The other day in an email communication to our church, I accidentally called today Black Friday. And even though I don’t wish people to associate this amazing day–one of the most significant of history–with stampeding shoppers overcome with greed and materialism, otherwise Black Friday fits.
I can only imagine how dark this day was for the original followers of Jesus–seemingly how hopeless their condition and how pointless His brutal death. It isn’t only
that the Savior of the world had just died and that they were likely doubting the purpose of the last three years of their lives, they had also lost a friend. A teacher, a rabbi, someone with whom they had laughed and cried, who had shown them value and worth and had believed in them every day. I cannot even fathom the sense of loss that the disciples felt on this day, thousands of years ago.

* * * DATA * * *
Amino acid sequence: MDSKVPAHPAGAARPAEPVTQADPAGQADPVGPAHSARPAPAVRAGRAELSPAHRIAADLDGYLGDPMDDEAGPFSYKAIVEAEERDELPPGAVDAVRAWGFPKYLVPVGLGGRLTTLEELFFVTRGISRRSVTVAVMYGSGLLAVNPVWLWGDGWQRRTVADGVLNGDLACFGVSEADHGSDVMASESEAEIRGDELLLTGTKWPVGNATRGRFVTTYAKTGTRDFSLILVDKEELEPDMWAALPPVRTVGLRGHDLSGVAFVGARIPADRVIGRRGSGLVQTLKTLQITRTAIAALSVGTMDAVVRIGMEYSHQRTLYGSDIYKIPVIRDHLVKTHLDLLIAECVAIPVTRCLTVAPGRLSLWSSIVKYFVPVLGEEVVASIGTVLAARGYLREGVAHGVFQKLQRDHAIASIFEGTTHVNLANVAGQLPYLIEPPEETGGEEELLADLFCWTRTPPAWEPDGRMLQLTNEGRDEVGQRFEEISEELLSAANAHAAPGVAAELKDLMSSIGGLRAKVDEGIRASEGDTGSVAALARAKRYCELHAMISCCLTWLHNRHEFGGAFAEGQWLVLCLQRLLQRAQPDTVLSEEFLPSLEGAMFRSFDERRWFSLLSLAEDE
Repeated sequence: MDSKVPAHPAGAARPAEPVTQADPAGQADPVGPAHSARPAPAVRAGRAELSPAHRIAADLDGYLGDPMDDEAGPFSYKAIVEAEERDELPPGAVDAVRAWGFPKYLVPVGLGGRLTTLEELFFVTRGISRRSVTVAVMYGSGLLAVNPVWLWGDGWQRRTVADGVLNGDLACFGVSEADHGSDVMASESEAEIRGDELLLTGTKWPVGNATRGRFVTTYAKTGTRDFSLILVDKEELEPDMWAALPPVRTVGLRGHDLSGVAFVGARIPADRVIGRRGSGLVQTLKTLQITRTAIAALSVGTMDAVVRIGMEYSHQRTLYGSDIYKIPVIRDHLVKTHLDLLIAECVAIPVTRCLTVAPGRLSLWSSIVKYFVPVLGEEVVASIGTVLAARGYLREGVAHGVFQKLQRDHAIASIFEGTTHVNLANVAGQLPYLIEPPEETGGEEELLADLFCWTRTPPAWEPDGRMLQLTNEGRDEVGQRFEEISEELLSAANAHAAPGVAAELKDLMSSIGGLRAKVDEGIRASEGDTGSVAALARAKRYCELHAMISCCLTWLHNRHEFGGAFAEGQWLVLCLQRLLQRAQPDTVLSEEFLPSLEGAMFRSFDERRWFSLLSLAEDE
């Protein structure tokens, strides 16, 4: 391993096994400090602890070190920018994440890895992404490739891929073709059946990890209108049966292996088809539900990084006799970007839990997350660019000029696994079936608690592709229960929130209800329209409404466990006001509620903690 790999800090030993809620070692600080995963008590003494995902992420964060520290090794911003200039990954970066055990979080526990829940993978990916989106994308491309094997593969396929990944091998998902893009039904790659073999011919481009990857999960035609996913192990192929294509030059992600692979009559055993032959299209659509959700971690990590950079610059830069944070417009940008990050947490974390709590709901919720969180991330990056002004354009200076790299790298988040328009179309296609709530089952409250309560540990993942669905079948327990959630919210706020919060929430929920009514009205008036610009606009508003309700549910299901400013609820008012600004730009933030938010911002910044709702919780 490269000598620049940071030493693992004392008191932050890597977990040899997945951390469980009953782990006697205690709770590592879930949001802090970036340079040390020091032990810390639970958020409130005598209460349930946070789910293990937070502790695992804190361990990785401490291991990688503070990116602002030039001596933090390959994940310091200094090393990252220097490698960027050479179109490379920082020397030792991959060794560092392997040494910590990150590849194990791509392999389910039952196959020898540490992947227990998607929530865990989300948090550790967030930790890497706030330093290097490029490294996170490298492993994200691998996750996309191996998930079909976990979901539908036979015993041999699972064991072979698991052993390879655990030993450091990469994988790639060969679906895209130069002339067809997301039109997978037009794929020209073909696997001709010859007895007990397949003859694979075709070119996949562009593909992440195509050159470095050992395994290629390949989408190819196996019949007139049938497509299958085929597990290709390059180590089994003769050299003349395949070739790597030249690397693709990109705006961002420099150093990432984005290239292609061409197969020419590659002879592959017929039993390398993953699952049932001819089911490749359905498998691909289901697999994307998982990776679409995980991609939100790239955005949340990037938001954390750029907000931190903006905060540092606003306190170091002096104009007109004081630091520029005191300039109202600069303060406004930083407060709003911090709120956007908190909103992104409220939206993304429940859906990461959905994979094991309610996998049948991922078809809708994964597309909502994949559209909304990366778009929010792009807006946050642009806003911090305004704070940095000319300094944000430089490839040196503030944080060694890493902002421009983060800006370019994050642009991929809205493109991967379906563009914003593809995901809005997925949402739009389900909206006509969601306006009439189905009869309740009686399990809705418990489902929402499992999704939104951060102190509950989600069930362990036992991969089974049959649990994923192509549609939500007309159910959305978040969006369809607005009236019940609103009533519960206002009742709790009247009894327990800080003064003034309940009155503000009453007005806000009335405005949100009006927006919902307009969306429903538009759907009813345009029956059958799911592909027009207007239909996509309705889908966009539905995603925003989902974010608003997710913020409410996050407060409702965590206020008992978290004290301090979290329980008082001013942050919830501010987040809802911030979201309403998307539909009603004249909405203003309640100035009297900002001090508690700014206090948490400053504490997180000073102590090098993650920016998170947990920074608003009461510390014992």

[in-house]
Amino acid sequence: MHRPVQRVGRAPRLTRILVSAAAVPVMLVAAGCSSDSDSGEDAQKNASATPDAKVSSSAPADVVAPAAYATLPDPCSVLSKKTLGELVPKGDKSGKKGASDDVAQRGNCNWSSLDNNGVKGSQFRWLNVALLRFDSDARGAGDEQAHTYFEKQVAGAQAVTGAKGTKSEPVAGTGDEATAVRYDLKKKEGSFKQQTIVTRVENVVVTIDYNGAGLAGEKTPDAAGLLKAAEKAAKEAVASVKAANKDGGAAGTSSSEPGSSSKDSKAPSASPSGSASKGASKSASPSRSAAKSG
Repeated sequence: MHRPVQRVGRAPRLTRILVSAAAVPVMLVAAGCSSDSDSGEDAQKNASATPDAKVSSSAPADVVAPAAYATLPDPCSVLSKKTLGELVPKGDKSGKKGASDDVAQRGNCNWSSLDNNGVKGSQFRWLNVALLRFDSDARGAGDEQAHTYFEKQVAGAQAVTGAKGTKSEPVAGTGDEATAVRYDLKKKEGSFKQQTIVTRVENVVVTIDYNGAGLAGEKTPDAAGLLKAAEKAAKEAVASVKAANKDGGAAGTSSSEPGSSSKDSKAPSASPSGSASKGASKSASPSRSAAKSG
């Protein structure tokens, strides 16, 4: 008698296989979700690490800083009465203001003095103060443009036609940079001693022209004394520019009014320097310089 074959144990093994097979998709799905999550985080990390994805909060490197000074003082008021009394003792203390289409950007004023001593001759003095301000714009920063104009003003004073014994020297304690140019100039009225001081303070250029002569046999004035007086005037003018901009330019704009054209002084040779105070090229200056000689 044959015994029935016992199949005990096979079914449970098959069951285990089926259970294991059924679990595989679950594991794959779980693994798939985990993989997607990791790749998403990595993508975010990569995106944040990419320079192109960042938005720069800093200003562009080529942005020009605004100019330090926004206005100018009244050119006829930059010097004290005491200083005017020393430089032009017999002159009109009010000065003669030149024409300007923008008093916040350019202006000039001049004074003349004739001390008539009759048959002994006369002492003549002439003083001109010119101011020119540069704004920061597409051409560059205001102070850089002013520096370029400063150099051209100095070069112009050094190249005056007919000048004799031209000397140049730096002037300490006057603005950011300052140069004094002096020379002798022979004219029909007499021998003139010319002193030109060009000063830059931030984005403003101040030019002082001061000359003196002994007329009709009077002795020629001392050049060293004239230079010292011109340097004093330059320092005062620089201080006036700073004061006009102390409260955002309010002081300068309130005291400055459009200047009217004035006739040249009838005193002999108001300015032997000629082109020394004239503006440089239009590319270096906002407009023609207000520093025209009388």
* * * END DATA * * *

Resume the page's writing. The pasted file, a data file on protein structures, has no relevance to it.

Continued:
Processing some of the grief I have experienced over the years, particularly through the deaths of my parents, I have turned again and again to my family–something leads me to believe that no one can grieve with me the way they can. Though others can relate in a general sense, it is only those who met my Mom and Dad–who enjoyed his awesome [horrible] jokes and who tasted her love-infused chocolate oatmeal cookies–who can truly appreciate what I’ve lost.
Today I call upon that same understanding of shared grief. I join in with thousands and thousands and thousands of other believers to process our loss, to grieve together the pain and torture that our Savior willingly bore for us. See, I am not an only child. I am part of a great Family, filled with brothers and sisters from every nation, every denomination, every race, every time period. Today I join in the stream of history and mourn with my Family, thanking Him for what He did for us–what He did for ME.
So Happy Good/Black Friday! However you choose to celebrate it, you are not alone.